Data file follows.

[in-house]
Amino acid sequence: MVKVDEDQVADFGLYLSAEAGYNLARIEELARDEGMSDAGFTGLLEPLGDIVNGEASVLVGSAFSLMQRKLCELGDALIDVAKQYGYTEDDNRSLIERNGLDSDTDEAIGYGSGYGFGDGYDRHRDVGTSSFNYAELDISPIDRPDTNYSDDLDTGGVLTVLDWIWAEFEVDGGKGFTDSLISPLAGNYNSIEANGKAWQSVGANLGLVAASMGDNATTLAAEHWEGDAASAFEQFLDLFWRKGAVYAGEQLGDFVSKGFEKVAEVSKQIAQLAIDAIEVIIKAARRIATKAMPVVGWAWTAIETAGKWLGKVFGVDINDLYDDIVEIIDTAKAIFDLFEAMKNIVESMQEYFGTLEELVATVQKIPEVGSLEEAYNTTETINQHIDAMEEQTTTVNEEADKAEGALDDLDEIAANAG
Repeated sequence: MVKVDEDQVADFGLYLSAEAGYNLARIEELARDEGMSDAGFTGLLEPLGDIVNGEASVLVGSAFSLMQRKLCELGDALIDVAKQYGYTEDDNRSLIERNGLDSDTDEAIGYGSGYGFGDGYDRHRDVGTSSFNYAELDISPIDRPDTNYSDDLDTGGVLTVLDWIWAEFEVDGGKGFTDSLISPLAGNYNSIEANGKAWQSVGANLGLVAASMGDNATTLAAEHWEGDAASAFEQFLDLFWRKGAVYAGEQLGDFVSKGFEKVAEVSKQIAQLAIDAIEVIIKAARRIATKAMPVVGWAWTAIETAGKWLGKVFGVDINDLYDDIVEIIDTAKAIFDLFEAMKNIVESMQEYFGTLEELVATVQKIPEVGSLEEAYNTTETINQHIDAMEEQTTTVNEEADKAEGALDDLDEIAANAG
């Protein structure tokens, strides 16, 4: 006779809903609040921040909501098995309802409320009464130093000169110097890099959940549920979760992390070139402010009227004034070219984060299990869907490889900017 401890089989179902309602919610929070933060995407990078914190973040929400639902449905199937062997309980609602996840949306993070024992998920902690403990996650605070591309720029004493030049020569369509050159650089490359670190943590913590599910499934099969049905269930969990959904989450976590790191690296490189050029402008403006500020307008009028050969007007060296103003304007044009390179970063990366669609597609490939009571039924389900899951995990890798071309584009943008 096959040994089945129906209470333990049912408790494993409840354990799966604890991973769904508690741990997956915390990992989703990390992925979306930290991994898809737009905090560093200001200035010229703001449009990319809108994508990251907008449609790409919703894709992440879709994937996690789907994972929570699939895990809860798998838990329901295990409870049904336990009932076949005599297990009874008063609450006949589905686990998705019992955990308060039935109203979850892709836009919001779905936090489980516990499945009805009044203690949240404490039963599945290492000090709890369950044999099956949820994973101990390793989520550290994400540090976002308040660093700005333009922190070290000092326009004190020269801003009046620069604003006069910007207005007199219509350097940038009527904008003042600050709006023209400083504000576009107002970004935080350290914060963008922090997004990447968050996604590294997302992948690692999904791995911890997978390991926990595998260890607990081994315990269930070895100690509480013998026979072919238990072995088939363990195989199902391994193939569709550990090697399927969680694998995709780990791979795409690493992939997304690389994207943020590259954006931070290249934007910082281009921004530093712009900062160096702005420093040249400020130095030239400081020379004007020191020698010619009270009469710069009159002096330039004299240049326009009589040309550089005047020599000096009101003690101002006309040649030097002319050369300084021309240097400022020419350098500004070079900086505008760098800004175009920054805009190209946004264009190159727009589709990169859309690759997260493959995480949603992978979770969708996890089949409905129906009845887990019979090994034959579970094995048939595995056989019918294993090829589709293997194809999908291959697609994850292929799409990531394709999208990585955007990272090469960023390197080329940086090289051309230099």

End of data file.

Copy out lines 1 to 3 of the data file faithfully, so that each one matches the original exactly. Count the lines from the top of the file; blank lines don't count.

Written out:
[in-house]
Amino acid sequence: MVKVDEDQVADFGLYLSAEAGYNLARIEELARDEGMSDAGFTGLLEPLGDIVNGEASVLVGSAFSLMQRKLCELGDALIDVAKQYGYTEDDNRSLIERNGLDSDTDEAIGYGSGYGFGDGYDRHRDVGTSSFNYAELDISPIDRPDTNYSDDLDTGGVLTVLDWIWAEFEVDGGKGFTDSLISPLAGNYNSIEANGKAWQSVGANLGLVAASMGDNATTLAAEHWEGDAASAFEQFLDLFWRKGAVYAGEQLGDFVSKGFEKVAEVSKQIAQLAIDAIEVIIKAARRIATKAMPVVGWAWTAIETAGKWLGKVFGVDINDLYDDIVEIIDTAKAIFDLFEAMKNIVESMQEYFGTLEELVATVQKIPEVGSLEEAYNTTETINQHIDAMEEQTTTVNEEADKAEGALDDLDEIAANAG
Repeated sequence: MVKVDEDQVADFGLYLSAEAGYNLARIEELARDEGMSDAGFTGLLEPLGDIVNGEASVLVGSAFSLMQRKLCELGDALIDVAKQYGYTEDDNRSLIERNGLDSDTDEAIGYGSGYGFGDGYDRHRDVGTSSFNYAELDISPIDRPDTNYSDDLDTGGVLTVLDWIWAEFEVDGGKGFTDSLISPLAGNYNSIEANGKAWQSVGANLGLVAASMGDNATTLAAEHWEGDAASAFEQFLDLFWRKGAVYAGEQLGDFVSKGFEKVAEVSKQIAQLAIDAIEVIIKAARRIATKAMPVVGWAWTAIETAGKWLGKVFGVDINDLYDDIVEIIDTAKAIFDLFEAMKNIVESMQEYFGTLEELVATVQKIPEVGSLEEAYNTTETINQHIDAMEEQTTTVNEEADKAEGALDDLDEIAANAG